Tag Archive | "styles"

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What is Aikido?

Posted on 29 January 2010 by Tony Hackerott

The unique Japanese martial art of Aikido was developed by by Morihei Ueshiba almost a century ago. Aikido is often translated as ‘The way of unifying life energy’. This style is often mistakenly confused with Judo or Kendo Bogu. It’s unique form uses the force and motion of the attacker and re-directs it instead of attacking it head on. These techniques use turning movements, throws and joint locks to manipulate opponents.

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Vale Tudo Mixed Martial Arts: Different Types of Martial Arts

Posted on 14 July 2009 by Tony Hackerott

Vale Tudo: “The Anything Goes Martial Arts”.

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The Marine LINE Close Combat System

Posted on 13 July 2009 by Tony Hackerott

Different Types of Martial Arts Series

The LINE system is a collection of close-combat skills and techniques developed by Ron Donvito before he joined the US Marine Corps in 1978. The standardized system contains grappling and striking techniques that resemble many other martial arts and are nearly all designed to kill an enemy. Donvito has summed up its ethos as: “Get them on the ground, stamp on their head.”

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Bokator Style Martial Arts

Posted on 25 June 2009 by Tony Hackerott

Bokator is an indigenous martial arts that was developed by the Khmer people and used by the ancient armies of Angkor. It is thought to be the predecessor of all Southeast Asian kickboxing styles.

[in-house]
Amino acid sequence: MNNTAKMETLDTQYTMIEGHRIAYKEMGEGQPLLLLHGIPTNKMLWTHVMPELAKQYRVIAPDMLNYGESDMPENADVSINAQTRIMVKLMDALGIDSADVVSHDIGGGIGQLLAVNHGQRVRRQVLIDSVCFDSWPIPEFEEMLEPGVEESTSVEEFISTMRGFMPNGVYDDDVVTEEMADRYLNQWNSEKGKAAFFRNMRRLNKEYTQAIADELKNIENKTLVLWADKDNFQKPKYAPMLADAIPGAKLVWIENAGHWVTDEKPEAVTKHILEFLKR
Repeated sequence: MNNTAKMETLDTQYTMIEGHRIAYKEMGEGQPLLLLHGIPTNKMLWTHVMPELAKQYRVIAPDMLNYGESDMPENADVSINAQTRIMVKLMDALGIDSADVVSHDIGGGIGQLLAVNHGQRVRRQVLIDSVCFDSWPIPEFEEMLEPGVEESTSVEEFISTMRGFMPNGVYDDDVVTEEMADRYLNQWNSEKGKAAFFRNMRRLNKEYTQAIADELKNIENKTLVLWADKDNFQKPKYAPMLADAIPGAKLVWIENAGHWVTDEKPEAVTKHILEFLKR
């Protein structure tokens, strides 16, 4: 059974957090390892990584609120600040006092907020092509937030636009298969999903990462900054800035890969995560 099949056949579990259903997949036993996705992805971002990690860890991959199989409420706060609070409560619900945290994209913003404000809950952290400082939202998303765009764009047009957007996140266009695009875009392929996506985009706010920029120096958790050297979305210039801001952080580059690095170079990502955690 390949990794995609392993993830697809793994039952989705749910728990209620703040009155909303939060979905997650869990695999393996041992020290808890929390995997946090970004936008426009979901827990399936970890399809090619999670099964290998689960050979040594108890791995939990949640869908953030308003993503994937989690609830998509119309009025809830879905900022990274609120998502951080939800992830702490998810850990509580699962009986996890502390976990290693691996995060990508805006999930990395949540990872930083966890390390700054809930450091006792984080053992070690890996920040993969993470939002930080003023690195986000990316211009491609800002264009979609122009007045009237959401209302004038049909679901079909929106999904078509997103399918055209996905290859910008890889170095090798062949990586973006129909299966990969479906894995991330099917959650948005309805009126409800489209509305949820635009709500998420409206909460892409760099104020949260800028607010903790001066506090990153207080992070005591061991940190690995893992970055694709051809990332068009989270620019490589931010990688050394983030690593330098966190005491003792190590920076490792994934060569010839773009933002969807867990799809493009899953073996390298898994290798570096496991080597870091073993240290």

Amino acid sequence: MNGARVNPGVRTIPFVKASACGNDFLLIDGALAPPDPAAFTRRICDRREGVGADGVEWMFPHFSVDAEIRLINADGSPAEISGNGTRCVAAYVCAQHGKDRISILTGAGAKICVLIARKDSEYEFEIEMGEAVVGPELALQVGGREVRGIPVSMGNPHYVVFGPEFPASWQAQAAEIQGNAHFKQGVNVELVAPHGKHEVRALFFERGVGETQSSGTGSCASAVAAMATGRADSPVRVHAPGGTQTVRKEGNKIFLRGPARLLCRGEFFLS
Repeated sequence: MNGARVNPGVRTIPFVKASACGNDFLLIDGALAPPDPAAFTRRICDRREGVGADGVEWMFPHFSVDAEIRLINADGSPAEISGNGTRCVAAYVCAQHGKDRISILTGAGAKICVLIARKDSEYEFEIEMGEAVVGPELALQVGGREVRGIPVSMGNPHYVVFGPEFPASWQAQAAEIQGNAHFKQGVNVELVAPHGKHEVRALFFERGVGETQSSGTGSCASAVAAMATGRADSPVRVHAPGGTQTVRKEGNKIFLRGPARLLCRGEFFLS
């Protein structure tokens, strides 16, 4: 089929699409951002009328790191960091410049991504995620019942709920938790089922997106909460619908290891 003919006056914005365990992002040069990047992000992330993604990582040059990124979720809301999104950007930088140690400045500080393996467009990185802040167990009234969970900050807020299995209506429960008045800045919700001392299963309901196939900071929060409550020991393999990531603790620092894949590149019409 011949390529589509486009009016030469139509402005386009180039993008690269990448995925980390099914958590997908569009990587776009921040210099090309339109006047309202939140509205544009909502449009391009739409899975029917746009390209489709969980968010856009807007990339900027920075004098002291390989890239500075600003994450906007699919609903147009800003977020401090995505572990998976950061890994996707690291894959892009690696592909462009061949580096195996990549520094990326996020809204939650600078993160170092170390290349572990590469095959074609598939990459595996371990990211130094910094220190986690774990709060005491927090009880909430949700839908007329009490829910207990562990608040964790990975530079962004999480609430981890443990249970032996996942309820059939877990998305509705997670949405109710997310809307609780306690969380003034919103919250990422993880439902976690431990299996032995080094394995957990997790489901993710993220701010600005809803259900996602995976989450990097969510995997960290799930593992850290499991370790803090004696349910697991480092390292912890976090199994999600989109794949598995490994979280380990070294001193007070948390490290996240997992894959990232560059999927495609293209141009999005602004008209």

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Different Types of Martial Arts: Chinese Martial Arts – Tai Sheng Men, Pao Chui, Ba Faquan

Posted on 21 May 2009 by Tony Hackerott

Chinese Martial Arts – Tai Sheng Men, Pao Chui, Ba Faquan

Tai Sheng Men

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Different Types of Martial Arts

Posted on 19 May 2009 by Tony Hackerott

Chinese Martial Arts – Tai Sheng Men, Pao Chui, Ba Faquan

Tai Sheng Men

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British Martial Arts – Quarterstaff, Bartitsu

Posted on 29 April 2009 by Tony Hackerott

Quarterstaff

This traditional English stick-fighting art uses a weapon known as the “quarterstaff”—a hard, wooden staff that sometimes has a reinforced metal tip. It is possible the name evolved because the primary weapon was a staff and, when fighting, was typically held with the right hand in the middle and the left hand a quarter of the way from the end— hence “quarter staff.” However, a more probable theory is that the name refers to a fight settled without the use of a lethal sword or knife. In medieval English, “quarter”—meaning to give mercy—may have referred to the act of pardoning an opponent by not killing him and using the staff as a response to an insult instead of the deadly sword. Typically made from oak, hazel, or ash, they ranged from 6-9 ft (1.8-2.7 m) in length and would have been employed in swinging, arching actions, and poking thrusts.

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